They don't understand the ramifications of what I have to face every day: a woman/child clinging on me, asking me to play house with her, drying her tears or cleaning up her messes, or making sure she gets through the day without wandering off or having a meltdown.

Even though she's twenty, Bianca isn't like most kids.  That part is obvious when you see her.  Short, chunky in build, with hair done up in pigtails, dressed in pink, dragging her beat up old teddybear with her everywhere she goes. She will sit there, sucking her thumb, humming happily to herself, or pointing excitedly out the window, no matter how many times we've gone by the same familiar scenery.

She is like a kid in a candy store or a kid at Christmas: forever curious, wondering if there's anything in store for her.

When people tease her, she laughs along with them.  She doesn't  understand the concept of teasing.  I tell her not to laugh, as kids are being bad; she just looks at me, scratching her head, that goofy smile still plastered upon her face.  I then drag her out of there; only then will she cry because I guess she thinks they are only playing with her.

Everything is so simple, so uncomplicated with Bianca.  Meanwhile, I've had to take on the role of caretaker, the big sister, even though I'm four years younger than she is. 

Having a sister like Bianca is very complicated.  Part of me loves her to pieces; yet there's that other part of me where I wish she would drop off the face of the earth; she drives me insanely crazy at times.

This is when I wish she were normal like me.

Maybe if she was, my life wouldn't be so confusing a lot of the time; however, I wouldn't trade it for anything in the world because I love my older (little) sister very, very much.


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Reviewed by Mary Coe 3/11/2008
A compassionate write. Very well written. Enjoyed.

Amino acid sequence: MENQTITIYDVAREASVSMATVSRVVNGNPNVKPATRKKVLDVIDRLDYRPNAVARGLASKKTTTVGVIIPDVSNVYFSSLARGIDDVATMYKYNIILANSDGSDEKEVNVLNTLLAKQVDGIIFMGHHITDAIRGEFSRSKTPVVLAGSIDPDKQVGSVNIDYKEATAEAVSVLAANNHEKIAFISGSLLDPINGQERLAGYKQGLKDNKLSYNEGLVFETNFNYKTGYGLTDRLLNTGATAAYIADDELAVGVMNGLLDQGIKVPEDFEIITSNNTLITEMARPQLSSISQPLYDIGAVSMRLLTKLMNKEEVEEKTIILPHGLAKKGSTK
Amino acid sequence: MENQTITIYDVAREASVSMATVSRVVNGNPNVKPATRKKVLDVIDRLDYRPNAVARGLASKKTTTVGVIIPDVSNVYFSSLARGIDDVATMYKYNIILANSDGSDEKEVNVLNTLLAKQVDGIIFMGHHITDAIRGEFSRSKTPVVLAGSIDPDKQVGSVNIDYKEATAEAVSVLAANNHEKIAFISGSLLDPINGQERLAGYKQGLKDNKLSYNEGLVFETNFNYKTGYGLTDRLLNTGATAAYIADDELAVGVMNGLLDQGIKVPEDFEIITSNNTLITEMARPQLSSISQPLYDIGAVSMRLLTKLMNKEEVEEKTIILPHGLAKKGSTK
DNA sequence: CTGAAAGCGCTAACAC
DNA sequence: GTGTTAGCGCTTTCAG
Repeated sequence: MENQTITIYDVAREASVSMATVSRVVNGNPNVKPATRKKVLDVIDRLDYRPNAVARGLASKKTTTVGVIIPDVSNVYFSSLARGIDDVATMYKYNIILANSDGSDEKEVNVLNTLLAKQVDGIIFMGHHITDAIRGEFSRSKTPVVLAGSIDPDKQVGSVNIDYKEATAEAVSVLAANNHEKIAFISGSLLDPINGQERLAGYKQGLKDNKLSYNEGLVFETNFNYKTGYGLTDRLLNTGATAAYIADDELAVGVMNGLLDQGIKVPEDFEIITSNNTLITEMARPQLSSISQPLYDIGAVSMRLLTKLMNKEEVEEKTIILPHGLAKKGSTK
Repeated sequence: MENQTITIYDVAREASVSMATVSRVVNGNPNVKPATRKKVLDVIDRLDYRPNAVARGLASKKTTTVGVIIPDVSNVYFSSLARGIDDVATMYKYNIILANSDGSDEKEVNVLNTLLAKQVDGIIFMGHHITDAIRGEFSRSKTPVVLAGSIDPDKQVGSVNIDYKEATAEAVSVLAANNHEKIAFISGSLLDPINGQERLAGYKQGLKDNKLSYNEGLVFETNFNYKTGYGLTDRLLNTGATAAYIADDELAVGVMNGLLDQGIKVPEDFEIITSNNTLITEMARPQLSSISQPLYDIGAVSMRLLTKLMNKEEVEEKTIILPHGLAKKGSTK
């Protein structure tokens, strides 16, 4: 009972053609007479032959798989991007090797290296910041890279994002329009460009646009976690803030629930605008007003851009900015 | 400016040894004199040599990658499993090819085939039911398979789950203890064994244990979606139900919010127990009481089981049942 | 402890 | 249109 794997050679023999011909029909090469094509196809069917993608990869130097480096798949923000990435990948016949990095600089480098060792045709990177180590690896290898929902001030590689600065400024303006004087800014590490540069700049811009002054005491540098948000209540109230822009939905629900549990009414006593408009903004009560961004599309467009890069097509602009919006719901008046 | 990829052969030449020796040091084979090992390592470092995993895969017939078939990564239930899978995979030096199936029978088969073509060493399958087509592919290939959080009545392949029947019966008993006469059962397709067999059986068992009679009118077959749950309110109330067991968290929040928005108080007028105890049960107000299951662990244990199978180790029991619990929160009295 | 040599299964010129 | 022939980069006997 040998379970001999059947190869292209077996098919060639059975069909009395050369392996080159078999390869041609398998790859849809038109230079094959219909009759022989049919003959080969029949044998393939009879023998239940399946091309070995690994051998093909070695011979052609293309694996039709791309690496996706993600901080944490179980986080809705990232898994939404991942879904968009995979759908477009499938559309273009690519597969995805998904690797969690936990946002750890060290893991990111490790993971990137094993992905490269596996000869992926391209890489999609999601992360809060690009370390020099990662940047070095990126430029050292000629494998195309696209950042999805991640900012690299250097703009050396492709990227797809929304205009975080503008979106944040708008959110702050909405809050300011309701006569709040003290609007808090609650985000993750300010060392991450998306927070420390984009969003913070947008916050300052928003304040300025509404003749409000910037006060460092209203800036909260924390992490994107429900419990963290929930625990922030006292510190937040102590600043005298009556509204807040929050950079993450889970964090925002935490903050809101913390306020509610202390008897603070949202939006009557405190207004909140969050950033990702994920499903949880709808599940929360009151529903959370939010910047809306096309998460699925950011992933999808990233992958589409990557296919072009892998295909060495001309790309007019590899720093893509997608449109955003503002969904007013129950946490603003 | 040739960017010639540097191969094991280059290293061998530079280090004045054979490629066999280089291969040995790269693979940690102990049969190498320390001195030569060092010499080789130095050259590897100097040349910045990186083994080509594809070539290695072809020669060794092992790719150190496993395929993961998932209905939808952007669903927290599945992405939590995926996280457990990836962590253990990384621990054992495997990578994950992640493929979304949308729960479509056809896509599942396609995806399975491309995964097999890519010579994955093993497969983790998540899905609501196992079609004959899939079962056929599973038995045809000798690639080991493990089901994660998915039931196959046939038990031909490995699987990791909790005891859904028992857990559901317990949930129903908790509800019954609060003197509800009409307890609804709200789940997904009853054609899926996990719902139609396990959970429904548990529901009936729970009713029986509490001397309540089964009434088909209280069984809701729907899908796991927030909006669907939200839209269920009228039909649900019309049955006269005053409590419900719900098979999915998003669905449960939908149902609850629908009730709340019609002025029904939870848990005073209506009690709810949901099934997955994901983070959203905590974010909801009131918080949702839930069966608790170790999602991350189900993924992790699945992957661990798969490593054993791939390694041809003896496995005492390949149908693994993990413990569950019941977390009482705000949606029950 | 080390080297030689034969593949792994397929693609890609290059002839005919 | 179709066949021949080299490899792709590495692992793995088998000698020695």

Reviewed by Michelle Kidwell Power In The Pen 3/11/2008
This is a beautiful story, the compassion is evident in this piece
God Bless
Reviewed by Stephanie Murray 3/11/2008
What a special relationship- an endearing story.

Reviewed by Carole Mathys 3/11/2008
A very compassionate write about two unique sisters...well done
love, Carole~
Reviewed by Karla Dorman, The StormSpinner 3/11/2008

The younger, being the oldest - one never knows what the families go through when one of their brothers or sisters are disabled - you pen it powerfully here and make it believable. Well done.

(((HUGS))) and love, Karla.
Reviewed by Mr. Ed 3/11/2008
You obviously do, and it sounds like you are a wonderful older (younger) sister.
Reviewed by Felix Perry 3/11/2008
Thank you once again for letting us see the life of not only the disabled but their families as well, it is not easy to deal with mental challenges in a world that isn't always accepting.

Reviewed by Georg Mateos 3/11/2008
Not so much about Bianca, but more about a caring sister that are aware of those little details showing her love for a disable but a tender sister. (the part of driving her is understandably for those that had brothers and sisters, they are sometimes a drag, but then again, they are our drag)